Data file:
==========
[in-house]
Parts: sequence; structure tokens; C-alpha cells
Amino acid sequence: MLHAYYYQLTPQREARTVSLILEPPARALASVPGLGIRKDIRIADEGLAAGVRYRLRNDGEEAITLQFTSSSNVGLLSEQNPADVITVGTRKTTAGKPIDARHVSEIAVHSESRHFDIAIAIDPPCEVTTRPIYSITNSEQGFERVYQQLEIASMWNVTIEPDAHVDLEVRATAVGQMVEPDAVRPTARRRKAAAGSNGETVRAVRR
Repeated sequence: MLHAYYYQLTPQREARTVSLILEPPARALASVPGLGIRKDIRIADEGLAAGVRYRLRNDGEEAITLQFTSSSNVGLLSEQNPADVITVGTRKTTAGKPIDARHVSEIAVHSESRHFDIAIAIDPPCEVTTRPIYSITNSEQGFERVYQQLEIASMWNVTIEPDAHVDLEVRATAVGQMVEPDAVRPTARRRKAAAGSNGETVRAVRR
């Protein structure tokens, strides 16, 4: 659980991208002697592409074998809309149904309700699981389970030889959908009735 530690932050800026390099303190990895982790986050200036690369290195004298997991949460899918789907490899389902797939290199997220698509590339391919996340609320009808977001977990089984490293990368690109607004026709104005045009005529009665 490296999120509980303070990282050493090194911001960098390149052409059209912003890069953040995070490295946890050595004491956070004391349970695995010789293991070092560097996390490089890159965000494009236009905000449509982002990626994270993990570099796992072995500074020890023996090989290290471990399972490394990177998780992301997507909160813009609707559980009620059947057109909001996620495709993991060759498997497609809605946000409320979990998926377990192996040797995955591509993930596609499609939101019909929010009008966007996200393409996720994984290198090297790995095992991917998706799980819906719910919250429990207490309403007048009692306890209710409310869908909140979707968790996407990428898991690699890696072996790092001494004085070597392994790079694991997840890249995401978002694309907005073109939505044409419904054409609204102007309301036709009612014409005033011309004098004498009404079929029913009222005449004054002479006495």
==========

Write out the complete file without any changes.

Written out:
[in-house]
Parts: sequence; structure tokens; C-alpha cells
Amino acid sequence: MLHAYYYQLTPQREARTVSLILEPPARALASVPGLGIRKDIRIADEGLAAGVRYRLRNDGEEAITLQFTSSSNVGLLSEQNPADVITVGTRKTTAGKPIDARHVSEIAVHSESRHFDIAIAIDPPCEVTTRPIYSITNSEQGFERVYQQLEIASMWNVTIEPDAHVDLEVRATAVGQMVEPDAVRPTARRRKAAAGSNGETVRAVRR
Repeated sequence: MLHAYYYQLTPQREARTVSLILEPPARALASVPGLGIRKDIRIADEGLAAGVRYRLRNDGEEAITLQFTSSSNVGLLSEQNPADVITVGTRKTTAGKPIDARHVSEIAVHSESRHFDIAIAIDPPCEVTTRPIYSITNSEQGFERVYQQLEIASMWNVTIEPDAHVDLEVRATAVGQMVEPDAVRPTARRRKAAAGSNGETVRAVRR
């Protein structure tokens, strides 16, 4: 659980991208002697592409074998809309149904309700699981389970030889959908009735 530690932050800026390099303190990895982790986050200036690369290195004298997991949460899918789907490899389902797939290199997220698509590339391919996340609320009808977001977990089984490293990368690109607004026709104005045009005529009665 490296999120509980303070990282050493090194911001960098390149052409059209912003890069953040995070490295946890050595004491956070004391349970695995010789293991070092560097996390490089890159965000494009236009905000449509982002990626994270993990570099796992072995500074020890023996090989290290471990399972490394990177998780992301997507909160813009609707559980009620059947057109909001996620495709993991060759498997497609809605946000409320979990998926377990192996040797995955591509993930596609499609939101019909929010009008966007996200393409996720994984290198090297790995095992991917998706799980819906719910919250429990207490309403007048009692306890209710409310869908909140979707968790996407990428898991690699890696072996790092001494004085070597392994790079694991997840890249995401978002694309907005073109939505044409419904054409609204102007309301036709009612014409005033011309004098004498009404079929029913009222005449004054002479006495």